“Interestingly, religious liberals were also ‘most confused’ of all the groups,” Brooks wrote. “Comprised mostly of blacks and Unitarians, religious liberals made nearly as many charitable donations as religious conservatives, but presumably, the Unitarians brought down their numbers, making them second in charitable giving.”

Brooks also commented that he was shocked by his conclusions because he believed liberals “genuinely cared more about others than conservatives did” (probably because liberals are always telling us that).

Every other study on the subject has produced similar results, and a Google study of philanthropy found an even greater disparity, with conservatives giving 50 percent more than liberals. Google also found that liberals gave more to secular causes overall, but that conservatives still gave more as a percentage of their incomes.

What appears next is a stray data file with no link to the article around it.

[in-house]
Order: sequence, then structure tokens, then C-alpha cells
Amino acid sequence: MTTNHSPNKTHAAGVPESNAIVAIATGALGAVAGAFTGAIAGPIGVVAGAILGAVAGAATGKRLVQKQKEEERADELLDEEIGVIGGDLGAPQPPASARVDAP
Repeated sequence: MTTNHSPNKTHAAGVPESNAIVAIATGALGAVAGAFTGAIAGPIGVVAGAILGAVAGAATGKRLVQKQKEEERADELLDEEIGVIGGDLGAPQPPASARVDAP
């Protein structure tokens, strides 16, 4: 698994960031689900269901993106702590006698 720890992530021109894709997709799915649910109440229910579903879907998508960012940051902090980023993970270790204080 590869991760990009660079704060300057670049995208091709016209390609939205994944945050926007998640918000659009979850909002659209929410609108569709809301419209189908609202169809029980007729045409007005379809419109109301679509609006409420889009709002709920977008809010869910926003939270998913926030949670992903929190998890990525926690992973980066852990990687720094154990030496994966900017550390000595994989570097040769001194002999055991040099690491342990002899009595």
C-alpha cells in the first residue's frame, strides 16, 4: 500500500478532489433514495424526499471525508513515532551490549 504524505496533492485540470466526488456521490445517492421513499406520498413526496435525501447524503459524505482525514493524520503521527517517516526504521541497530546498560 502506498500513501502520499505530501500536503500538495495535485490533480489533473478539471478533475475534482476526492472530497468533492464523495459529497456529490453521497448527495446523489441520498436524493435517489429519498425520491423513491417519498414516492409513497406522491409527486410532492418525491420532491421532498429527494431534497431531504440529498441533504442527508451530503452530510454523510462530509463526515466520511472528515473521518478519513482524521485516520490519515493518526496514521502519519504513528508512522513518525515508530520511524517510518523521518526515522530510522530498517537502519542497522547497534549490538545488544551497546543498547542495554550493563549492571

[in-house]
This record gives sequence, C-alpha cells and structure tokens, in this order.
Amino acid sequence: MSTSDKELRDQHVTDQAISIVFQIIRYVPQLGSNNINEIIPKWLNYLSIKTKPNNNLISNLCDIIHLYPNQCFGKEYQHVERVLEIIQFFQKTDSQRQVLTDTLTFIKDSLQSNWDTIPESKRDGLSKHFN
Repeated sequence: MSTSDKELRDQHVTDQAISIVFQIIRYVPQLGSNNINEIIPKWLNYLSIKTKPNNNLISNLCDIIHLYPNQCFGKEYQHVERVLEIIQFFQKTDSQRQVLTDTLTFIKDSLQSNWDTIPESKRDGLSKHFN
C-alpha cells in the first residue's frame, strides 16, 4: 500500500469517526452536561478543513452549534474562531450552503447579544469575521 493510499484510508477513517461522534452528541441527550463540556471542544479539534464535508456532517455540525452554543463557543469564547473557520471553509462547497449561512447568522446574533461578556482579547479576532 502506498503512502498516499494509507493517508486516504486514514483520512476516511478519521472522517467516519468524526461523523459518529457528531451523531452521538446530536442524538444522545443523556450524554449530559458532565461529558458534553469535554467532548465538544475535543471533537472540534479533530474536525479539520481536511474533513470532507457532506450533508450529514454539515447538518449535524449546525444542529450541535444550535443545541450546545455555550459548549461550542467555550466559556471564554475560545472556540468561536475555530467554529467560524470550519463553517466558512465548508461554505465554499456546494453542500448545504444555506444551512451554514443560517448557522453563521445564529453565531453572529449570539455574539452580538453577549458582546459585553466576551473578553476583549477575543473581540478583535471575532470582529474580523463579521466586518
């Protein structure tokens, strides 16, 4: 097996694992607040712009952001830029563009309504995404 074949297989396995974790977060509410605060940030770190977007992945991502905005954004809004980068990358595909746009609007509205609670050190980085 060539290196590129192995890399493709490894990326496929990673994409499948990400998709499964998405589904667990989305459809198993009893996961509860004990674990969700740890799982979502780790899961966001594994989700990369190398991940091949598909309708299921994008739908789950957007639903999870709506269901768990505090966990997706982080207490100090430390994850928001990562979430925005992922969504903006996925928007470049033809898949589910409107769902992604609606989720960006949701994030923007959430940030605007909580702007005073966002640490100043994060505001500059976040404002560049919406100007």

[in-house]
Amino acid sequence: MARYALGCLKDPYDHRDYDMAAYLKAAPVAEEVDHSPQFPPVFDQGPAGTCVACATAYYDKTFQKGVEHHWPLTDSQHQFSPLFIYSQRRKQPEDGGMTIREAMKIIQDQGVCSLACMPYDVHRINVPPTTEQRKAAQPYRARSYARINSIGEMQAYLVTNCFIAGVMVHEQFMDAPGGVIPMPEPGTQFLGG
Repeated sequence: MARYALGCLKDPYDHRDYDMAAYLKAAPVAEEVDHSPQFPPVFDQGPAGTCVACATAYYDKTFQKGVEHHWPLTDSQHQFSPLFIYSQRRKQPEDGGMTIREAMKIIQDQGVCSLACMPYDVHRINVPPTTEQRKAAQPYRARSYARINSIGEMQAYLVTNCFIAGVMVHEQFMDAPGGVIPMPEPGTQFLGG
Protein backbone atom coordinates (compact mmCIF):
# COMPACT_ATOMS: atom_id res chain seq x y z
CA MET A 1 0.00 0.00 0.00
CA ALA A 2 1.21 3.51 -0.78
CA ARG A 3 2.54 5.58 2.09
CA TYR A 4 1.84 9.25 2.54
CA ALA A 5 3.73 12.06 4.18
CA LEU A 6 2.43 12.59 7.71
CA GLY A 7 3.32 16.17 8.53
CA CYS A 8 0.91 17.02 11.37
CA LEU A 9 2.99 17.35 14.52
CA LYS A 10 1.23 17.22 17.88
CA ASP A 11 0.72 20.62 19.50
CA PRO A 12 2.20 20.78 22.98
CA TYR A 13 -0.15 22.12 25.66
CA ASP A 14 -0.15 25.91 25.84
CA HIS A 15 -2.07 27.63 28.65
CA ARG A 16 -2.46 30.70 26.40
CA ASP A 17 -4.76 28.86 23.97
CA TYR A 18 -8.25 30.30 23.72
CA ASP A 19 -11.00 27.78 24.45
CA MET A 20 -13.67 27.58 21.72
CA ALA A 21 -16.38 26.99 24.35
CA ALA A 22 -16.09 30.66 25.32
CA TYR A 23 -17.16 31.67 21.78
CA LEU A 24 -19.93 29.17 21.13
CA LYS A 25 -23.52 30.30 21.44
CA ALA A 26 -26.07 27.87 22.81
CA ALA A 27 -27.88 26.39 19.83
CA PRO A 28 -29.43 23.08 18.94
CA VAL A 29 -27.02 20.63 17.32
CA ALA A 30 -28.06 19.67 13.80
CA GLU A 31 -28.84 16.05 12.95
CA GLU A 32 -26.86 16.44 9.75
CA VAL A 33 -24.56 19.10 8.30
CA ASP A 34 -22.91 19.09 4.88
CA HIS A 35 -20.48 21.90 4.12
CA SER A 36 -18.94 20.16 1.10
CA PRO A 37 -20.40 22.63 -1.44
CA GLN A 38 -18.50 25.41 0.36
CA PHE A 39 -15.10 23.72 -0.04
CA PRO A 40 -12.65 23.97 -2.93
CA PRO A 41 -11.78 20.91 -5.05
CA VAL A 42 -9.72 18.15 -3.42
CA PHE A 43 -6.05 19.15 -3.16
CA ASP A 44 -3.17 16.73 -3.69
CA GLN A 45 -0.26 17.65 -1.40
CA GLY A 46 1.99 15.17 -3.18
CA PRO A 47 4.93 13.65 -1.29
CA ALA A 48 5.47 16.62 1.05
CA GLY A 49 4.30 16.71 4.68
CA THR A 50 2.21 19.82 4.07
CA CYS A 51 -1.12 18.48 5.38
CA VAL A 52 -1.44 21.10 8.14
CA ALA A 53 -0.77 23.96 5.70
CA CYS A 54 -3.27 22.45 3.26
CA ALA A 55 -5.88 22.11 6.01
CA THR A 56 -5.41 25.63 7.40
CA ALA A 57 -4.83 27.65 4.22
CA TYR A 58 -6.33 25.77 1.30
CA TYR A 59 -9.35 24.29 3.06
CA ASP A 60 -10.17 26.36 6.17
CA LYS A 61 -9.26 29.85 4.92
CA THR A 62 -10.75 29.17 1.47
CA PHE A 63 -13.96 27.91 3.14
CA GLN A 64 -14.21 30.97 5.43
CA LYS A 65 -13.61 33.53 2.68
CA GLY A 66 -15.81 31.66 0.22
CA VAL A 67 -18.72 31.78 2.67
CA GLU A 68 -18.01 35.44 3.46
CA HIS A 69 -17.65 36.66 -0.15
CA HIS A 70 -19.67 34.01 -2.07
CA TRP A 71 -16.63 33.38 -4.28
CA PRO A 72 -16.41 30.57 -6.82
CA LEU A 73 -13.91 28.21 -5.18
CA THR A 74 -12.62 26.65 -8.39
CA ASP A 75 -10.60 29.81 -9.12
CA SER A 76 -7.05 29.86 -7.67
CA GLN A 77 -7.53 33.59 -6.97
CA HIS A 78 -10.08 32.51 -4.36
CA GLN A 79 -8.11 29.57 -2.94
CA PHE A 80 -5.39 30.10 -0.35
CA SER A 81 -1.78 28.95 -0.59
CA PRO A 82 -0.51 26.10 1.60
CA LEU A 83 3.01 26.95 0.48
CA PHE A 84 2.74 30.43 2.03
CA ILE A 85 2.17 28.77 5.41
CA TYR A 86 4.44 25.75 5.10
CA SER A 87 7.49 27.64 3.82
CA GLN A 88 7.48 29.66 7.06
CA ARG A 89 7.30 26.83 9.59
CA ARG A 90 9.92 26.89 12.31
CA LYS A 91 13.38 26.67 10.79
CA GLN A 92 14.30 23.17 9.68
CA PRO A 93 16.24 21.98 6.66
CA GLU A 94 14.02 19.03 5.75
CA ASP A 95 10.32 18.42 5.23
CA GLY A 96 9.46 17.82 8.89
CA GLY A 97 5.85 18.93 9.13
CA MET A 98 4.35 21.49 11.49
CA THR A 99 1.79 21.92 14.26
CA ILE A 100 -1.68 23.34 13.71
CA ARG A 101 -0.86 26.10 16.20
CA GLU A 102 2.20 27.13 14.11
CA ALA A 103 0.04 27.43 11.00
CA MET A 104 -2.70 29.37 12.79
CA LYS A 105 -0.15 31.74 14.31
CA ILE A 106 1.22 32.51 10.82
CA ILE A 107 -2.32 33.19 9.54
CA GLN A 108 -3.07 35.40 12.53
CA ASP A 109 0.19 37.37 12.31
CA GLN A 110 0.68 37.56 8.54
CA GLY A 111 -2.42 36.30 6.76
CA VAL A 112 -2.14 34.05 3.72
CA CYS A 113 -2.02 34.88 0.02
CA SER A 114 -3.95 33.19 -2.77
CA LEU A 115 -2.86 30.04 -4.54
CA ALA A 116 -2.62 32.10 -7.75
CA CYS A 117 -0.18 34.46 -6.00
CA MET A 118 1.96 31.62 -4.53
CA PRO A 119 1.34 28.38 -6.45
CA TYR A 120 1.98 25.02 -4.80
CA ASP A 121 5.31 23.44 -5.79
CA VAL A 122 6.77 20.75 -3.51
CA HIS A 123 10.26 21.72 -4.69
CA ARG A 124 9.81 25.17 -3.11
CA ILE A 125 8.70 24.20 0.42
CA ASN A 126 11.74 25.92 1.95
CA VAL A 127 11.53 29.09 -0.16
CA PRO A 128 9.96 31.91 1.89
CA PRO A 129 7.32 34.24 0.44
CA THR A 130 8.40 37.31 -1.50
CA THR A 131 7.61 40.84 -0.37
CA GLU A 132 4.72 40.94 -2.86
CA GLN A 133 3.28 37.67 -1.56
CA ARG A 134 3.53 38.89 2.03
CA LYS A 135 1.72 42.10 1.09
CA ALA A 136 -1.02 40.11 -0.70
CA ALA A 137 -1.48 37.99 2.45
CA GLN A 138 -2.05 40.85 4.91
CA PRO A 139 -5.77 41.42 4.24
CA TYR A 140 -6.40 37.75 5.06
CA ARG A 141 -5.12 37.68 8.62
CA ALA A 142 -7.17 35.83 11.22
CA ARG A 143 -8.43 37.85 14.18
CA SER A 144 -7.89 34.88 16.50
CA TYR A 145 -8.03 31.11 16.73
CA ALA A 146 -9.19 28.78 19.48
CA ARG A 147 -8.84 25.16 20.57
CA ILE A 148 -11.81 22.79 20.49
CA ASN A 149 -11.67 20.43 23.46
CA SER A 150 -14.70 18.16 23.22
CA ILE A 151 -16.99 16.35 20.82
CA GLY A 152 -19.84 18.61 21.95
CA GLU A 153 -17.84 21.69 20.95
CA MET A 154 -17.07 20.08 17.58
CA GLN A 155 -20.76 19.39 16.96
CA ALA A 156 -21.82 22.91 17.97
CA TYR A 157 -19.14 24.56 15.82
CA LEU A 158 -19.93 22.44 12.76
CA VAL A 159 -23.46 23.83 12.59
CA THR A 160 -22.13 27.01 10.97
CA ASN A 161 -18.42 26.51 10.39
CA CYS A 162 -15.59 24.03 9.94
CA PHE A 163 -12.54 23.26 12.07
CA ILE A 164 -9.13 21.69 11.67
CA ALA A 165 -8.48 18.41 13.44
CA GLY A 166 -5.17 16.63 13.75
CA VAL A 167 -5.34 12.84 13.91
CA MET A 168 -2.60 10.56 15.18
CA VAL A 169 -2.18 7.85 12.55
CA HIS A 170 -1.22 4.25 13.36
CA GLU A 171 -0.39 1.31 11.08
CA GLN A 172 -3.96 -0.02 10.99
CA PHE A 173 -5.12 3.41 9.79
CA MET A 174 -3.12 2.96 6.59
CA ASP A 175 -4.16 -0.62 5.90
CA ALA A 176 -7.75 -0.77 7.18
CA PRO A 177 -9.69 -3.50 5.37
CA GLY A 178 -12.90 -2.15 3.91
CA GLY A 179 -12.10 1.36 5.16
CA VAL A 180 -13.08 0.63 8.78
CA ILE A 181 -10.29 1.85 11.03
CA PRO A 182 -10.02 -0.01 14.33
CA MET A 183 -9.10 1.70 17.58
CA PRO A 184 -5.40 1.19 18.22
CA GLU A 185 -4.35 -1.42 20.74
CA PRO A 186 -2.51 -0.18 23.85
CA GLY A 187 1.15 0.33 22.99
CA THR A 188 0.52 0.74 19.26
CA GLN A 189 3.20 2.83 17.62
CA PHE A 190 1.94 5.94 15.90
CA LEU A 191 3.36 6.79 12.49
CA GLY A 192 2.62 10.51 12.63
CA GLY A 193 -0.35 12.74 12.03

Finally, the Catalogue for Philanthropy analyzed a decade of state and federal tax returns and found that the red states were far more generous than the blue states, with the highest percentage of tightwads living in the liberal Northeast.

The reason liberals love having the government redistribute money is that it allows them to skip the part of charity that involves forking over their own money. Repeated studies have found that they invariably prefer government largesse to making personal contributions to charities.

The Giving USA Foundation provides further information about charitable giving in America:

In 2008, for the second year in a row, charitable giving in the United States exceeded $300 billion, or roughly $1,000 for every man, woman and child in America.

Charitable giving was 2.2 percent of the nation’s gross domestic product (GDP).

In 2008, 54 percent of human services charities saw a need for an increase in their services, while more than half (54 percent) of those organizations working to meet peoples’ basic needs, such as food, shelter and clothing, said they were underfunded or severely underfunded for 2009.

Individual giving, which has always been the largest component of charitable contributions, amounted to $222.28 billion, or 75 percent of the total, in 2008.